The process of opening a SEP IRA account is simple. The hardest part is choosing the right IRA provider for you. One thing to consider when choosing a provider is how hands-on you want to be with your investments. With a traditional IRA broker, you can decide where to invest your money. For some people, that might be a perk. But if the idea of having to make investment decisions seems overwhelming, a robo-advisor that can choose your investments might be the right choice.
Also, be sure to consider the fees that come with the account. One of the benefits of a SEP plan is that costs tend to be comparatively low, so it’s worth doing your homework on the fees providers charge.
Once you’ve chosen the right provider, you’ll have to fill out a formal written agreement such as a 5306-SEP form. Depending on the broker you select, they might submit this form for you. If you have employees, be sure to provide them with the necessary information to set up their accounts so that you can make contributions. You don’t file the form with the IRS. Instead, the employer keeps it for their own records.
Once you’ve decided that a SEP IRA is right for you and have opened an account with the provider of your choice, it’s time to start investing that money. This part is crucial because if you don’t invest, you’ll just have a no-interest savings account with fees.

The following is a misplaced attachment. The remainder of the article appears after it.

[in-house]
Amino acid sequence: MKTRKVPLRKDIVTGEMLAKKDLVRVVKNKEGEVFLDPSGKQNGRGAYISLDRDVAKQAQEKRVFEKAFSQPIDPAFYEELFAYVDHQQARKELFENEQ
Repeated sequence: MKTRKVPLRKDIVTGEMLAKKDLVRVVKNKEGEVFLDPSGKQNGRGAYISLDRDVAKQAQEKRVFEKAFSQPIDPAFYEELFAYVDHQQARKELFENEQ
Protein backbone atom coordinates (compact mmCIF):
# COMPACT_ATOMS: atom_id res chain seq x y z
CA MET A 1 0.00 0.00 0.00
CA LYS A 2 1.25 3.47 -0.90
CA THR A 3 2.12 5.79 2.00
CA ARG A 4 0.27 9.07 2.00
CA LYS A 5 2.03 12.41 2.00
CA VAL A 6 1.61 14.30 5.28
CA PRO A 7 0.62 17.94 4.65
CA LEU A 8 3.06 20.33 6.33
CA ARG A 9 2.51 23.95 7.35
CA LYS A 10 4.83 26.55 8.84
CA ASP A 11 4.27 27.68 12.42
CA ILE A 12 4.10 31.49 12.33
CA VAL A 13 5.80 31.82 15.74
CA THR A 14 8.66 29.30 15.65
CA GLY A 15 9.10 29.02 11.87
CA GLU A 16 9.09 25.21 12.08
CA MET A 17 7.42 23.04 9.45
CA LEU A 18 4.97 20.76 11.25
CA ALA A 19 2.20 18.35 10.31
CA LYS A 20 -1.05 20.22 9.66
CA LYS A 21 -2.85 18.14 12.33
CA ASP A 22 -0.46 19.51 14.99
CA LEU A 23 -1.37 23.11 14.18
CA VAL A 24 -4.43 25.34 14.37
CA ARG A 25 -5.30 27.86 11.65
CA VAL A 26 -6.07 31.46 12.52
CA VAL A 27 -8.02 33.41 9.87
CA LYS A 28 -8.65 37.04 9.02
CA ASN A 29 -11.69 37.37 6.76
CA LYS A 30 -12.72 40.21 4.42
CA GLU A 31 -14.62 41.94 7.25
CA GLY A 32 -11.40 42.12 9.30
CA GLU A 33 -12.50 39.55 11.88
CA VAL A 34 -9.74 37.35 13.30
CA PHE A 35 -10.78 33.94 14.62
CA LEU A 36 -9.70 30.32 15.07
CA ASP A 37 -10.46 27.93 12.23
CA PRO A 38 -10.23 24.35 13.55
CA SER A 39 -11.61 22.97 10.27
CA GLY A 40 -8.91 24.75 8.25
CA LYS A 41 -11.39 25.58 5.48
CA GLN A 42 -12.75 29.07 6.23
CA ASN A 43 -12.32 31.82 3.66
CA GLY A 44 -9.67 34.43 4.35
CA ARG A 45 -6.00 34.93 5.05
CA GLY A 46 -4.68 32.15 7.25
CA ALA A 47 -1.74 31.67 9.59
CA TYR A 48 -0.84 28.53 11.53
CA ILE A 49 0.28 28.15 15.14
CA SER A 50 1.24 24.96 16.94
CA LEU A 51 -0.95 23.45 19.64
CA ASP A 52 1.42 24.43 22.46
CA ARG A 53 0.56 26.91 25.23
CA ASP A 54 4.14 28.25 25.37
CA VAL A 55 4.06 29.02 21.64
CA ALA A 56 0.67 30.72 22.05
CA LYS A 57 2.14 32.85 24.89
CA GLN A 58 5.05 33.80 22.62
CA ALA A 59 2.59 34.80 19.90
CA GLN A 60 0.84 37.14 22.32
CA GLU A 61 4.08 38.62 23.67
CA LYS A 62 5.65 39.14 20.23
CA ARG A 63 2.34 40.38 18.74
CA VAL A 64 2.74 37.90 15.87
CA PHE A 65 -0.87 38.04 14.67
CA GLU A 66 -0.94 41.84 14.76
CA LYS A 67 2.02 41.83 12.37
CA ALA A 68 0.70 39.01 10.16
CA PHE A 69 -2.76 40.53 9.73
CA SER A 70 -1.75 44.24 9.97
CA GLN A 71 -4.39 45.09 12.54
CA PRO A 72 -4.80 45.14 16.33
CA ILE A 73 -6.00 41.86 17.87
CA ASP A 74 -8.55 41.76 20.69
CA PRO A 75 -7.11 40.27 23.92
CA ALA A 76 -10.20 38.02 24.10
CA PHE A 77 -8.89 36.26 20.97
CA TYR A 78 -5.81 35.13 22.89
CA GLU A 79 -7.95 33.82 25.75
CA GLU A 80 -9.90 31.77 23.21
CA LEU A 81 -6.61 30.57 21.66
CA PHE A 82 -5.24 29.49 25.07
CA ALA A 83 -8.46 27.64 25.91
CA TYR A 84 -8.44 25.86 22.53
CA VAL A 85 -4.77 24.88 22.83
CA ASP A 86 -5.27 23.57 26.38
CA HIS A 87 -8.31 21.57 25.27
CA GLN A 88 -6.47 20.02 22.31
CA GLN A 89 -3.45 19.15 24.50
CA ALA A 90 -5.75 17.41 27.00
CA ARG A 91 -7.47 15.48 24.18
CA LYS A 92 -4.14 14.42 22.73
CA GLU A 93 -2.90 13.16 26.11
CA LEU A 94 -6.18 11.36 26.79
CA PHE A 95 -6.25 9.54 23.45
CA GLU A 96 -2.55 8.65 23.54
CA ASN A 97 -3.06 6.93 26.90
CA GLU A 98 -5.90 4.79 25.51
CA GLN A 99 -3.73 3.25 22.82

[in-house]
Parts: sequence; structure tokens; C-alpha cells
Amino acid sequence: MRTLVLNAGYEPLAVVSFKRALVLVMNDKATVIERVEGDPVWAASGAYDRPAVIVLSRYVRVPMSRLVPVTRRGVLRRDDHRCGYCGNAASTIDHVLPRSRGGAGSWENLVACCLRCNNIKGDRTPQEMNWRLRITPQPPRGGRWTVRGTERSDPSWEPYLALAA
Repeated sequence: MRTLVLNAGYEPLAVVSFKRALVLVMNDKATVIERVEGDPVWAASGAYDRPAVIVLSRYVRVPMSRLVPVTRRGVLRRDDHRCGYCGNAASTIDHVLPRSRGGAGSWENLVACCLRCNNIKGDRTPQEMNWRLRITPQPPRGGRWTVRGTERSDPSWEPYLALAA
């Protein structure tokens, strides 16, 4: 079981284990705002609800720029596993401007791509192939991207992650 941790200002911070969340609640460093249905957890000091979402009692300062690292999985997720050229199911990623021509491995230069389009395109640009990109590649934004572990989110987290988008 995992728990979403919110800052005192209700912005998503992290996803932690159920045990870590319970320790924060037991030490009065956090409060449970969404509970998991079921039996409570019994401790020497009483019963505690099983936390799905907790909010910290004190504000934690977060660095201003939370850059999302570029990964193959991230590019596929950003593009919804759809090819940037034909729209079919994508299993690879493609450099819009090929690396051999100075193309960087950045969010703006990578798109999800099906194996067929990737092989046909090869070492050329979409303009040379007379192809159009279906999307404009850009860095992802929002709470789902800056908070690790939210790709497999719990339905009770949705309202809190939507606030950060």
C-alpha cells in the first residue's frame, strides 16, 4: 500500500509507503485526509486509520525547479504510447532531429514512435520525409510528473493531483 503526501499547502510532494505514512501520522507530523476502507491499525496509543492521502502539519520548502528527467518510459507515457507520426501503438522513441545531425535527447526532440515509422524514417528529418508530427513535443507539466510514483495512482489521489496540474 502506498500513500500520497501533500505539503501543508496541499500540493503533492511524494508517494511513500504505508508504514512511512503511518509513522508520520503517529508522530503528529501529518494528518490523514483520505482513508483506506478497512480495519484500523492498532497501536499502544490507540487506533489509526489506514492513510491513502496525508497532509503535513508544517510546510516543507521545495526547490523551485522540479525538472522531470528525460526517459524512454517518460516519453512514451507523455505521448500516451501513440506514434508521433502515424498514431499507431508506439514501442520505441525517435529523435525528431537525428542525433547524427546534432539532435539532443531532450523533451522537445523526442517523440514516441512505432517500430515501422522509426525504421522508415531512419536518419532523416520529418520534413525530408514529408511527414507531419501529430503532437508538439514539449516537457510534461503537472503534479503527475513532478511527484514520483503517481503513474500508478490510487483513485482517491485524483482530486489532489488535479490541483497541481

The process for investing your SEP IRA will vary depending on your provider. If you opened your IRA at a bank, you’d probably be limited to investing in Certificates of Deposit, which have a comparatively low rate of return. If you opened your IRA with a brokerage firm, you’d likely have the opportunity to invest your SEP IRA in a wide variety of securities.
Your investment strategy will largely depend on your tolerance for risk and how many years you have until retirement. If you don’t have much appetite for risk or many years left before you retire, you might want to consider a lower-risk investment like bonds. If you have a high risk tolerance or have many years until retirement, you might feel comfortable being more adventurous and investing in the stock market.
As with any financial decision, there are advantages and disadvantages to choosing a SEP IRA to save for retirement. Let’s cover the most significant pros and cons of these plans.
Perhaps the biggest perk of SEP IRA plans is the higher contribution limit. For 2020, you can only contribute up to $6,000 per year with a traditional IRA, and you can put up to $19,500 into a 401(k). The contribution limits for SEP IRA plans far exceed the other plans: either 25% of your annual compensation or $57,000, whichever is less.
SEP IRA plans are also easy to set up and tend to have low administrative fees, making them ideal for very small businesses who want to reward their employees, but don’t want the administrative costs associated with a traditional 401(k) plan.